On his own blog, frequent commenter Dan has the novel idea that Providence should elect Buddy Cianci as mayor again in order “to follow the uber-successful sex-tape stars of reality television by leveraging its source of embarrassment into a cause celebre and tourism boon.” I’d be interested in details about how a city could monetize such a thing… at least if the broader society is the reference point, not just insiders and a filmmaker or two.
It’s the basis for Dan’s suggestion, though, that merits serious conversation:
Reputations are fragile things, to the extent where a single bad act can overshadow a lifetime of otherwise laudable behavior. Like the perpetually struggling economies of former Soviet-bloc states, Providence has, for all practical purposes, passed the point of no return. It has missed the mark so consistently and in so many respects, that it could take generations to fill in the hole it has dug before building something positive in the space would even be possible. In the face of such an intractable position, the only rational course of action is to keep digging in the hope of striking oil.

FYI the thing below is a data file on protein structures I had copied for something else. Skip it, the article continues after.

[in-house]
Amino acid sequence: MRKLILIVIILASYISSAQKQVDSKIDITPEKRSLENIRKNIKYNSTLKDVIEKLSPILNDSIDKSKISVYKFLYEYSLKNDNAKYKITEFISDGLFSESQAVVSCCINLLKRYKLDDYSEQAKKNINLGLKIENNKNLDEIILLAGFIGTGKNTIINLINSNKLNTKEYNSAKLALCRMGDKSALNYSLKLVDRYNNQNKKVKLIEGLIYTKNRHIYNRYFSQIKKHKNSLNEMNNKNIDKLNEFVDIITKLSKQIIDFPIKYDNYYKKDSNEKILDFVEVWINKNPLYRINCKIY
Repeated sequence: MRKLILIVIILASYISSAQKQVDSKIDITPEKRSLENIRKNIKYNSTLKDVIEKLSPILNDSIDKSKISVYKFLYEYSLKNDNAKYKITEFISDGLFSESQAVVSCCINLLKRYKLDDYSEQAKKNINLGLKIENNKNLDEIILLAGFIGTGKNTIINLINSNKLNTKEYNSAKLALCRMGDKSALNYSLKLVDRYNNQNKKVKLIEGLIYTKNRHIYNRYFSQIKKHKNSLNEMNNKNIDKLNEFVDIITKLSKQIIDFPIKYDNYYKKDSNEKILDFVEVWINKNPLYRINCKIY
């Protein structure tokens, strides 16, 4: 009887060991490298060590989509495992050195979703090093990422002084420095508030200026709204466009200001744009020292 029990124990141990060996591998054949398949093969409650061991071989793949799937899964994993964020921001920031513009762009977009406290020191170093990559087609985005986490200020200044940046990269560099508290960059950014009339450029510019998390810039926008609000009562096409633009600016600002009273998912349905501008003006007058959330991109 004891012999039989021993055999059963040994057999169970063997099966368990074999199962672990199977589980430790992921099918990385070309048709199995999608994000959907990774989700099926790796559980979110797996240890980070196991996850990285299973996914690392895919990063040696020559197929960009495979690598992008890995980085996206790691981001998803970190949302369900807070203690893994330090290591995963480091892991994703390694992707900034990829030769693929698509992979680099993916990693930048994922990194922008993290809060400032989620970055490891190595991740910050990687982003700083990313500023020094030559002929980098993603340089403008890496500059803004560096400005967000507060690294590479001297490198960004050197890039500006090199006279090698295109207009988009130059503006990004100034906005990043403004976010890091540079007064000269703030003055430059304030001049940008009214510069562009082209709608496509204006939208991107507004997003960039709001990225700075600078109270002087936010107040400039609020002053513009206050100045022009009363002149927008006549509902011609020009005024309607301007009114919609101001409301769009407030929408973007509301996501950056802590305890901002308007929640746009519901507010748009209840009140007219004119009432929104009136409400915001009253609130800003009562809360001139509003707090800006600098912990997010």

As I’ve been saying, the possibility of a Cianci comeback is nothing so much as an indictment of Rhode Island’s political class and broader civic society, and their inability to produce leaders who don’t make voters feel as if they’re rolling the dice. Partly, that’s a consequence of the speed at which politicians feel like they should climb the ladder: From the current mayor of Providence, Angel Taveras, to every Republican candidate for Congress, Rhode Islanders run for the highest office that doesn’t threaten laughter, not the one in which they have the most knowledge and likelihood of accomplishing good things.
Perhaps more, however, it’s yet another indication of the state’s decline. Most of the people who would run for office with the intention of setting things right have given up. Either they leave, or they calculate that they’re better off staying out of the political fight.
In that regard, members of the local establishment and media who lament Cianci’s history of corruption should look in the mirror. The state wouldn’t be in this condition if they weren’t in on it.